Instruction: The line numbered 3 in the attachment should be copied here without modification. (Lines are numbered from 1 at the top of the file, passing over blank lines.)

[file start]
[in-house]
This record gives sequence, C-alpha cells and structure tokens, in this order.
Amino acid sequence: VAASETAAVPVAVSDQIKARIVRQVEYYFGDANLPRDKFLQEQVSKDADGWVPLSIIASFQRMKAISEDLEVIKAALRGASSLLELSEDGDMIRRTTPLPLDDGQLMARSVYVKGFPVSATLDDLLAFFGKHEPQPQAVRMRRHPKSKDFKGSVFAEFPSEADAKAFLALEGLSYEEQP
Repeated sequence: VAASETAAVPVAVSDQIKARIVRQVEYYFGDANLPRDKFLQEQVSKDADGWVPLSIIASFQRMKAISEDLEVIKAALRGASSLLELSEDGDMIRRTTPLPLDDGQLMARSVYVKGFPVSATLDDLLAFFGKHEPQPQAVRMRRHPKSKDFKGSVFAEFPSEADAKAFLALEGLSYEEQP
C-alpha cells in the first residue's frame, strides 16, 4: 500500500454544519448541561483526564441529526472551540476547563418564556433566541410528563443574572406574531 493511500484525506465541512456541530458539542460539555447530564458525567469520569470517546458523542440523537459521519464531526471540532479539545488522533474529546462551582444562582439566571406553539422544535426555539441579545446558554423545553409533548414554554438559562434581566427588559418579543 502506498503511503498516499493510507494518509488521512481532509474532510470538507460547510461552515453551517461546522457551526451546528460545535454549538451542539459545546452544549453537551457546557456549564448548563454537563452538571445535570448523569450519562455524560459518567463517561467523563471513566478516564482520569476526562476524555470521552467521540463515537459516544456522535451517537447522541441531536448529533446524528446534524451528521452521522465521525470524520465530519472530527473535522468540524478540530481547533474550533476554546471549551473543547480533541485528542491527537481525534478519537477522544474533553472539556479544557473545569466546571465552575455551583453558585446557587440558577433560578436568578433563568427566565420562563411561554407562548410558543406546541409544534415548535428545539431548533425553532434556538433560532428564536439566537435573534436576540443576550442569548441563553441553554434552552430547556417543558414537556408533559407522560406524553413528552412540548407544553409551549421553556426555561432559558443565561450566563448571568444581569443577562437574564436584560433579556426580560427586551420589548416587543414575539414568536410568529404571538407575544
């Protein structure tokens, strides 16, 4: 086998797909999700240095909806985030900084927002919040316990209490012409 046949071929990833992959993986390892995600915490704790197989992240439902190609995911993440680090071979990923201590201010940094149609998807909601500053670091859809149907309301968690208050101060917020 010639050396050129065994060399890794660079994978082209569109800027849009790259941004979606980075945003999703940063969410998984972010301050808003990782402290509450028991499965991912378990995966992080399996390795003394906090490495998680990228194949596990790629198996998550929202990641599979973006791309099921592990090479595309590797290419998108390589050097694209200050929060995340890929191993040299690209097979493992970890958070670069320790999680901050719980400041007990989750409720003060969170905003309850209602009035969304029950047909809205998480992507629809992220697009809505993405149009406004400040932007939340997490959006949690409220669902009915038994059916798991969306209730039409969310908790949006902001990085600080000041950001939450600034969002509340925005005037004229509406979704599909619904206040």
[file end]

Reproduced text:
Amino acid sequence: VAASETAAVPVAVSDQIKARIVRQVEYYFGDANLPRDKFLQEQVSKDADGWVPLSIIASFQRMKAISEDLEVIKAALRGASSLLELSEDGDMIRRTTPLPLDDGQLMARSVYVKGFPVSATLDDLLAFFGKHEPQPQAVRMRRHPKSKDFKGSVFAEFPSEADAKAFLALEGLSYEEQP